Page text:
There was a dinginess to all of the foreign airports that Alice had been to until she had found the airport in Dublin to be pristine and sparkling, which had been good for a layover. It was not that the American airports were cleaner, but she could always see the shine peaking from behind the dirt. As she and her husband, Doug, exited the tunnel from the plane into the Fiumicino Airport, she was not surprised by the literal lack of luster in the terminal.
She thought that Doug looked goofy. The entire right side of his head was a big cowlick from sleeping on the plane, and combined with his enthusiastic grin, it made him look like a six foot tall four year old. She had never seen him look as happy as he had in the previous three days. Even though it was difficult to find him attractive in his current state, she assumed that she probably didn’t look much better to him, after having been mostly awake for nearly twenty four hours.
She ducked into a bathroom quickly to splash water on her face. When she came out, she saw that Doug was standing at the empty luggage carousel. He was the only person smiling, among the eleven other people that were standing around waiting for the luggage to come up. It was only 8 P.M. but everyone else was glassy eyed and ready to be done with the airport.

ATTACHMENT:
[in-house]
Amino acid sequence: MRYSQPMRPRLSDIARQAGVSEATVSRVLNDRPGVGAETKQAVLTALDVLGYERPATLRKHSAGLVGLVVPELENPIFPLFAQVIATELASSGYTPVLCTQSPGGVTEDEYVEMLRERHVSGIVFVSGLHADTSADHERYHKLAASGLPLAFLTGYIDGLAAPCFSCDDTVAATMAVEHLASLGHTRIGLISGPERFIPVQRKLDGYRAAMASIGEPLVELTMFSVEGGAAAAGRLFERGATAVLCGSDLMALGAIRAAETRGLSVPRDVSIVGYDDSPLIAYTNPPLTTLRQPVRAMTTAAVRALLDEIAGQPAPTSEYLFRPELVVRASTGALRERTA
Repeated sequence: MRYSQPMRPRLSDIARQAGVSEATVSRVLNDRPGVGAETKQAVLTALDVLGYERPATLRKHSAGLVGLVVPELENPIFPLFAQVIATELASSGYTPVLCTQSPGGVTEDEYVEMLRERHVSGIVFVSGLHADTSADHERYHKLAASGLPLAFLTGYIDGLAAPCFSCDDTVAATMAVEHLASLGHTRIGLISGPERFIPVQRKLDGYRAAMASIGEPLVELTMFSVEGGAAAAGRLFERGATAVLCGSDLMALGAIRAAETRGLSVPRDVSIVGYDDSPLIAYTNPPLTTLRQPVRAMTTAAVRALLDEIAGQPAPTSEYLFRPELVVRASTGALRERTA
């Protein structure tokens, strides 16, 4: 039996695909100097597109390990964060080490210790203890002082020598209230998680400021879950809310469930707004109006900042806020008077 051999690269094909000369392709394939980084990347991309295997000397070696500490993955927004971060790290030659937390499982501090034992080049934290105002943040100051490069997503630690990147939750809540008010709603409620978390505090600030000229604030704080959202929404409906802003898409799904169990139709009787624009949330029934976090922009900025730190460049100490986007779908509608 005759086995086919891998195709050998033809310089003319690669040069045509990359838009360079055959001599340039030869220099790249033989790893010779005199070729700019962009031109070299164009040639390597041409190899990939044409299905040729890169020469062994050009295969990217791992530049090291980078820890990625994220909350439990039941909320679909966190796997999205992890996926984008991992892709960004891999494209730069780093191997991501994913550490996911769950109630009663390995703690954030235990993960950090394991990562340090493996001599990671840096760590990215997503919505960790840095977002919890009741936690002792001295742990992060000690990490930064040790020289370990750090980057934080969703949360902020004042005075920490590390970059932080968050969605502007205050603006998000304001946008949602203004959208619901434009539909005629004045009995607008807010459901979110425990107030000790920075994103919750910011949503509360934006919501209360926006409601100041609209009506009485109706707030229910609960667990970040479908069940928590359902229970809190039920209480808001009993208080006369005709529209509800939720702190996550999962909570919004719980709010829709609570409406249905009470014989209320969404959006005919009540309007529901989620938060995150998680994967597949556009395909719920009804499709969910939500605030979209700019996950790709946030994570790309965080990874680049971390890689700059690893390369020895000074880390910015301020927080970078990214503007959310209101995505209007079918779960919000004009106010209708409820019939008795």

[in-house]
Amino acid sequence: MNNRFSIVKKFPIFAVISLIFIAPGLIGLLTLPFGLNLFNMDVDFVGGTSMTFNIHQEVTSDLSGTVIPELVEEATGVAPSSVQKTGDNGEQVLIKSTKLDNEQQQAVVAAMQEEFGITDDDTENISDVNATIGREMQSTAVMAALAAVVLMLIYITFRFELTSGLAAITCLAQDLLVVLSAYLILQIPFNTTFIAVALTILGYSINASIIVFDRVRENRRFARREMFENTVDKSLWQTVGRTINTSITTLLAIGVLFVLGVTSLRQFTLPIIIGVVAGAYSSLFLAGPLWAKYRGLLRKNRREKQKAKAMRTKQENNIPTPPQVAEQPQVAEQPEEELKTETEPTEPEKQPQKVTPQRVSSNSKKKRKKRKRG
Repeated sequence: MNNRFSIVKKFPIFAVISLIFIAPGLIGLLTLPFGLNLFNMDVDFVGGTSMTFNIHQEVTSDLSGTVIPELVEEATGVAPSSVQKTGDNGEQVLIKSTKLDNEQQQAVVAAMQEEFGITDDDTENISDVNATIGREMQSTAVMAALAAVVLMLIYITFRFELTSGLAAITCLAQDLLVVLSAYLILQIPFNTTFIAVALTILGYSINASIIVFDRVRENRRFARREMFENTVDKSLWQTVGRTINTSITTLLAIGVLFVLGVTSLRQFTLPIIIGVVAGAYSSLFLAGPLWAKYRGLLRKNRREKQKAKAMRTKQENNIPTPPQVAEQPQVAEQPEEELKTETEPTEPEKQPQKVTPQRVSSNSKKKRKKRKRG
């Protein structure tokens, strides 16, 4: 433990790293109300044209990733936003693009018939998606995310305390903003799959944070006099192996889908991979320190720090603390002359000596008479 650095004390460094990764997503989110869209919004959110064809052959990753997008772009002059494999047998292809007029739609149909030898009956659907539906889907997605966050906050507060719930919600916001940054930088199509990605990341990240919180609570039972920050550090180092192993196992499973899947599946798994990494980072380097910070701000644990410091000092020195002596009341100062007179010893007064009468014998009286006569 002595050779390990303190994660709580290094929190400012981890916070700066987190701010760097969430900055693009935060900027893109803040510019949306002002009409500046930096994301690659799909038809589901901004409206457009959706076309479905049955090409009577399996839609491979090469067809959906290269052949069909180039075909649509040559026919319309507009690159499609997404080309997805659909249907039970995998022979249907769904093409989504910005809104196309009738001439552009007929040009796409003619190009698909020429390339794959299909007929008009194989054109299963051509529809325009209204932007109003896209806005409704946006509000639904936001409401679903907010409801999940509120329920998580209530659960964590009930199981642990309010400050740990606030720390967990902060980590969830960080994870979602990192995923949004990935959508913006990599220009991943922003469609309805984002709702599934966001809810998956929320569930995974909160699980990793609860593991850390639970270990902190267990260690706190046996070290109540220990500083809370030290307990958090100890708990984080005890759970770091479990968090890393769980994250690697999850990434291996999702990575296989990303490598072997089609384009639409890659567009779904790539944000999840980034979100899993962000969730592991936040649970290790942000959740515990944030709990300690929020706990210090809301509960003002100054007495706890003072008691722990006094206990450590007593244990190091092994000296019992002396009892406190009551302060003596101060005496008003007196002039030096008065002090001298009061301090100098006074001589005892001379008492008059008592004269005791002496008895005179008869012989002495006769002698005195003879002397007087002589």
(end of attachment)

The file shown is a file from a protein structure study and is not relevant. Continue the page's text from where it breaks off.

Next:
Once they had retrieved their luggage, they went through the doors to the greeting area, where a crowd of people held small handmade signs. They approached the crowd slowly, each looking for ‘Connelly.’
They had read through the different signs three times each, and they saw no sign of a ‘Connelly’ sign. The crowd was thinning as more travelers met up with their drivers and families.
“I’ll call the hotel.” Doug said to Alice, the smile was still on his face, and there was no worry in his eyes. She couldn’t help but notice again that he had been acting so out of character. He was usually the nervous wreck, the one who feared being late, and being left behind. Now they had been literally both, and he wasn’t panicking. She wasn’t sharing his newly found sense of calm.